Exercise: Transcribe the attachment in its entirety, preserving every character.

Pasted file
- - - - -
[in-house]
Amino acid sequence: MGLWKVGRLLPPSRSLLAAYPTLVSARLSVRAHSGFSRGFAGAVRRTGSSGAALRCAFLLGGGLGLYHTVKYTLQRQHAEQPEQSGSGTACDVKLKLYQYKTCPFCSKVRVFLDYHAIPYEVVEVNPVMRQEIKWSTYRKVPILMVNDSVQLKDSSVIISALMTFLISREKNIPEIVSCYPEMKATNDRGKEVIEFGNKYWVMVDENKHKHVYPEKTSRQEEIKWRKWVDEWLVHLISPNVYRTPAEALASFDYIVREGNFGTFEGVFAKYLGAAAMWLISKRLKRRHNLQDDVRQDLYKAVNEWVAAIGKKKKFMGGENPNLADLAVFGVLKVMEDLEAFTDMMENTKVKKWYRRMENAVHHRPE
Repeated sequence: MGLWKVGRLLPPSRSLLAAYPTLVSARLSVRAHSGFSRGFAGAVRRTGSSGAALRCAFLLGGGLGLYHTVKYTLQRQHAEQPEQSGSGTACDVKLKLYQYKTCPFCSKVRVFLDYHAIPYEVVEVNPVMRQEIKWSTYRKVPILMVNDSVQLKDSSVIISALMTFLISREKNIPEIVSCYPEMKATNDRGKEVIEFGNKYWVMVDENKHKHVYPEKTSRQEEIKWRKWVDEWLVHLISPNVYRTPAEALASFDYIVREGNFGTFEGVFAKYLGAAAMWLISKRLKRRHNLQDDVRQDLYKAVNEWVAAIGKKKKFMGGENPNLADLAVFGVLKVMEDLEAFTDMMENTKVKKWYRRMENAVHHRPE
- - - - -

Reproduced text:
[in-house]
Amino acid sequence: MGLWKVGRLLPPSRSLLAAYPTLVSARLSVRAHSGFSRGFAGAVRRTGSSGAALRCAFLLGGGLGLYHTVKYTLQRQHAEQPEQSGSGTACDVKLKLYQYKTCPFCSKVRVFLDYHAIPYEVVEVNPVMRQEIKWSTYRKVPILMVNDSVQLKDSSVIISALMTFLISREKNIPEIVSCYPEMKATNDRGKEVIEFGNKYWVMVDENKHKHVYPEKTSRQEEIKWRKWVDEWLVHLISPNVYRTPAEALASFDYIVREGNFGTFEGVFAKYLGAAAMWLISKRLKRRHNLQDDVRQDLYKAVNEWVAAIGKKKKFMGGENPNLADLAVFGVLKVMEDLEAFTDMMENTKVKKWYRRMENAVHHRPE
Repeated sequence: MGLWKVGRLLPPSRSLLAAYPTLVSARLSVRAHSGFSRGFAGAVRRTGSSGAALRCAFLLGGGLGLYHTVKYTLQRQHAEQPEQSGSGTACDVKLKLYQYKTCPFCSKVRVFLDYHAIPYEVVEVNPVMRQEIKWSTYRKVPILMVNDSVQLKDSSVIISALMTFLISREKNIPEIVSCYPEMKATNDRGKEVIEFGNKYWVMVDENKHKHVYPEKTSRQEEIKWRKWVDEWLVHLISPNVYRTPAEALASFDYIVREGNFGTFEGVFAKYLGAAAMWLISKRLKRRHNLQDDVRQDLYKAVNEWVAAIGKKKKFMGGENPNLADLAVFGVLKVMEDLEAFTDMMENTKVKKWYRRMENAVHHRPE